Addicts can be some really great people, especially recovering ones because they know the suffering. You reach a point where you’re like “I need to help people who are still suffering”. I’ve lost some people. It's not easy and its definitely not going away, its an epidemic for sure. People of all ages are suffering. It’s a good cause to try and educate to whatever length we can.
ADHD's impact on Patrick's addiction
I was diagnosed late. I was out of college before I got diagnosed. I was suffering with different things others weren't “its hard for me to do this, its hard for me to hold a job” and they were like 'You have ADHD'. Basically from there, without even thinking about working on the addiction, I was trying to move to towards a life where I can manage the ADHD. I don’t even know what that means anymore. Ive been building my life around making it suitable for me and not what “regular’ society people would do to make them happy because it just doesn’t work for me that’s for sure. I had desk jobs when I was 18 or so and it just didn’t work, it brought me to tears a few times, huge despair.
Now I work a job where ADHD is helpful and it works for me. I'm a carpenter so there’s a lot of stimulation in that. Theres also a lot of addicts and people with ADHD in construction, it goes hand in hand. I need to be active, I need to be highly stimulated, that’s where I feel good.
Had I had an earlier diagnosis my drug use would've been different 100%. When I first learned I was all about researching what type of actives and what types of lifestyles are best suited for people with ADHD and that gave me a good idea of what I needed to do to manage it and live well with ADHD. If I had learned that at 16 it would’ve been different. I was good at math and science so I went for engineering which is not good for people with ADHD but everyone said ‘you’re good at math and science go do this, its a good job, its stable, well paid you seem to be interested in it’. If I knew I had ADHD I definetly would have chose something different, I don’t know what that would’ve looked like but I don’t think it would involve as much school as I did.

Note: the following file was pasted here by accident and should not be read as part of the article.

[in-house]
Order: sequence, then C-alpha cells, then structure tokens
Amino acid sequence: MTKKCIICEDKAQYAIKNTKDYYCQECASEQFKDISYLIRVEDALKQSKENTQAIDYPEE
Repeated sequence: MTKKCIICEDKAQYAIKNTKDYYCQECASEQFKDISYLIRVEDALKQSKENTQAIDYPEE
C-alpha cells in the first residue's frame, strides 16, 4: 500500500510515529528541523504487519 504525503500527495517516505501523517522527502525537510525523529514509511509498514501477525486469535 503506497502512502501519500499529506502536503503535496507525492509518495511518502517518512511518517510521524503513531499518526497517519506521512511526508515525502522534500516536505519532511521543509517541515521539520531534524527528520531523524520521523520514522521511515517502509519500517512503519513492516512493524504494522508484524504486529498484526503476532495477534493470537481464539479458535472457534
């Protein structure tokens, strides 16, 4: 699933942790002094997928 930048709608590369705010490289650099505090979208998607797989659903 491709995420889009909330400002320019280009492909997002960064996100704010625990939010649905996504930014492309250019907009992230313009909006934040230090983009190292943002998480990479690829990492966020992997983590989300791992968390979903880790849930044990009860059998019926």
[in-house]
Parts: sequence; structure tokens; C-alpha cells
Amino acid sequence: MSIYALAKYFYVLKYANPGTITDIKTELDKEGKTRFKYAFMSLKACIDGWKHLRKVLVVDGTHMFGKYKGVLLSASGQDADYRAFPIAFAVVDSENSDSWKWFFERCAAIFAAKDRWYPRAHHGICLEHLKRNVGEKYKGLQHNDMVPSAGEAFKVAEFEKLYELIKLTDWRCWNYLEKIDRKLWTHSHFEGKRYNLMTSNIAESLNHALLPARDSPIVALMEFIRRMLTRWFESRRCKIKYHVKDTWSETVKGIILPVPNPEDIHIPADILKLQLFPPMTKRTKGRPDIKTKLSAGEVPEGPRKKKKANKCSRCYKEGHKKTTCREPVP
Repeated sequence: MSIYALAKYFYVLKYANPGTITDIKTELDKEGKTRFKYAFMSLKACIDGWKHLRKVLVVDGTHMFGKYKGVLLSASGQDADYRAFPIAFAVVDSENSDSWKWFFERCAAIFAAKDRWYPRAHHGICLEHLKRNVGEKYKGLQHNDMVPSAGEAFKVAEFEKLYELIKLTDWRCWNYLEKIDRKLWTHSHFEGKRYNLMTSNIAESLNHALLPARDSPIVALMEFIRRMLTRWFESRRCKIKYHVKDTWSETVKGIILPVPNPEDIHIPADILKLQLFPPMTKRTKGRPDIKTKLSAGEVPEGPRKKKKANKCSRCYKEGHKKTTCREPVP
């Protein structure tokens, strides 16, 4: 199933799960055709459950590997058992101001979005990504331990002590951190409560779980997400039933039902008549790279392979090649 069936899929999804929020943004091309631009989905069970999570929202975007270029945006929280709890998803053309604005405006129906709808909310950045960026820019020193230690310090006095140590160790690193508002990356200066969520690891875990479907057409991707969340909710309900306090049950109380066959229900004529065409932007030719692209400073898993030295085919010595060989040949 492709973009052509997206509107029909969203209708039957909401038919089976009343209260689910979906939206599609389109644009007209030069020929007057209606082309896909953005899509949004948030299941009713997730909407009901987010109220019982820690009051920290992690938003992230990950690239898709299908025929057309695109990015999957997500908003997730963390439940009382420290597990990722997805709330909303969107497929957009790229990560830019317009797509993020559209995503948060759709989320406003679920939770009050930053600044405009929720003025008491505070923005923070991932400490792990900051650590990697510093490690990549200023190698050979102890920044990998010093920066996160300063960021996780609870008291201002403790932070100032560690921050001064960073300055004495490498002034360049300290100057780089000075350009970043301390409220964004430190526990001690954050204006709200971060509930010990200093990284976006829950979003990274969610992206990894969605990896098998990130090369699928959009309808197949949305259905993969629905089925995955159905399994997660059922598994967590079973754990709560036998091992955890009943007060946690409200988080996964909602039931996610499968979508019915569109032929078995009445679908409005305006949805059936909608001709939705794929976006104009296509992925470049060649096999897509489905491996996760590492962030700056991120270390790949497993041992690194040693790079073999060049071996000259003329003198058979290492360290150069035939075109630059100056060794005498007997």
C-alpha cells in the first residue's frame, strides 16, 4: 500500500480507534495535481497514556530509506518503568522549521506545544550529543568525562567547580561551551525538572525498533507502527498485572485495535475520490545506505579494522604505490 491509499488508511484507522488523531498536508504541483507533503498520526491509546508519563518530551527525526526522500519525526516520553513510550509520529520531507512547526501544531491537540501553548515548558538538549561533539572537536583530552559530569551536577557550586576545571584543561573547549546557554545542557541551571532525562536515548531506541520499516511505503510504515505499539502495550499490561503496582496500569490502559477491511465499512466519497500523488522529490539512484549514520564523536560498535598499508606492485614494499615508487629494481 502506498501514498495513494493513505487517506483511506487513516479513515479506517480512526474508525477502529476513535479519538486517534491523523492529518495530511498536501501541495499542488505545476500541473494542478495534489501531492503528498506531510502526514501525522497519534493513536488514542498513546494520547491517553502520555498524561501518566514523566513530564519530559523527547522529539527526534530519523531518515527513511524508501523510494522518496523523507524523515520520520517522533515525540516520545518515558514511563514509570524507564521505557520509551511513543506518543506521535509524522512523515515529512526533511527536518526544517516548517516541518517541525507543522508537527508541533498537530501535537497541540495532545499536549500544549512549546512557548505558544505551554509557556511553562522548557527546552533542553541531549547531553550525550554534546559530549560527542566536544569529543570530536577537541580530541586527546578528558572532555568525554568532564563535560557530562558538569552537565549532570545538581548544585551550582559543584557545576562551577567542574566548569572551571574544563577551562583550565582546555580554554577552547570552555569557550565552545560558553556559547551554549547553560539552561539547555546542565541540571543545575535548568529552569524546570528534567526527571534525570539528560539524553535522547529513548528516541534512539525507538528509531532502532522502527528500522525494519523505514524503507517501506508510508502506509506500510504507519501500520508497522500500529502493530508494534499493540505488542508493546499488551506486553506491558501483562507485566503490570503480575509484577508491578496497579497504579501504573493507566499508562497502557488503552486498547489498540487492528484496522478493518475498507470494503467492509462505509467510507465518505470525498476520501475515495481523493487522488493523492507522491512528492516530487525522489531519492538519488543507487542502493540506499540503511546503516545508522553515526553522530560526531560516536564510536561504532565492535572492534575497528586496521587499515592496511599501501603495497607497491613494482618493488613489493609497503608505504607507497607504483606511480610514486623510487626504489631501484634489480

Not knowing about it and not knowing what to do about it, just suffering through school and jobs I didn’t like. I just thought I was miserable and couldn’t do anything about it. It didn’t help my self esteem to see people around me go “Oh yeah things are great at work and things are cool at school, I'm happy.” and I’d be succeeding at work or school, but I’d be miserable. And the misery just lead to more intense usage of the substances.
It’s tricky to manage, you want to escape your own head. You’re miserable usually and you don’t know why so you just want to not feel that. A lot of the older generation I see they have no idea that that’s why they are the way they are. And they’re managing but they often have heavy addiction issues that they have no idea how to address. I know how that suffering is and I just want to do my best to help with it.
They say it in AA a lot that giving back and helping others is a way to stay sober and I didn’t know what that looked like for me. Through reddit and trying to do stuff online and create a resource for people, it's the opposite of a double edged sword. Its helping others feel good but I feel so good when I can help. Its the fulfillment I’ve been looking for. The universe has a strange way of working its magic. Im very grateful for the path that I've been on and what I've been through because now I’m able to help people that are going through it. Like if I had figured it all out at age 15 and been successful in a certain way I might not have been able to help people the way I’m helping now. I’m grateful and fortunate to be alive, there were a lot of situations where it could’ve not gone the way it did. I feel good.
How Patrick manages his sobriety day to day:
Keeping it in the forefront with people you trust and that support you. With my family, they all support me and I definitely trust them but we don’t talk about it that much and that’s fine. I have not a whole lot, but a few really close friends that support me and we regularly talk (maybe once every week or two weeks) about how it’s going with me as far as usage and stuff, if I’m thinking about using again. Just taking the time to hear how supportive people like that are is very important to me, its very powerful. Same thing with Reddit, I decided to do a monthly post about sobriety and there’s always crazy positive feedback. I would’ve never thought before doing that that the messages from strangers would be so powerful but to me it means so much. They’re taking time out of their day to cheer on and be there for a person they don’t know. In relation to support from family members, its tough to say but it seems to be a lot more powerful because these strangers don’t have anything invested in you. They don’t have relationships with you, they’re total strangers on a screen. It makes it that much more powerful.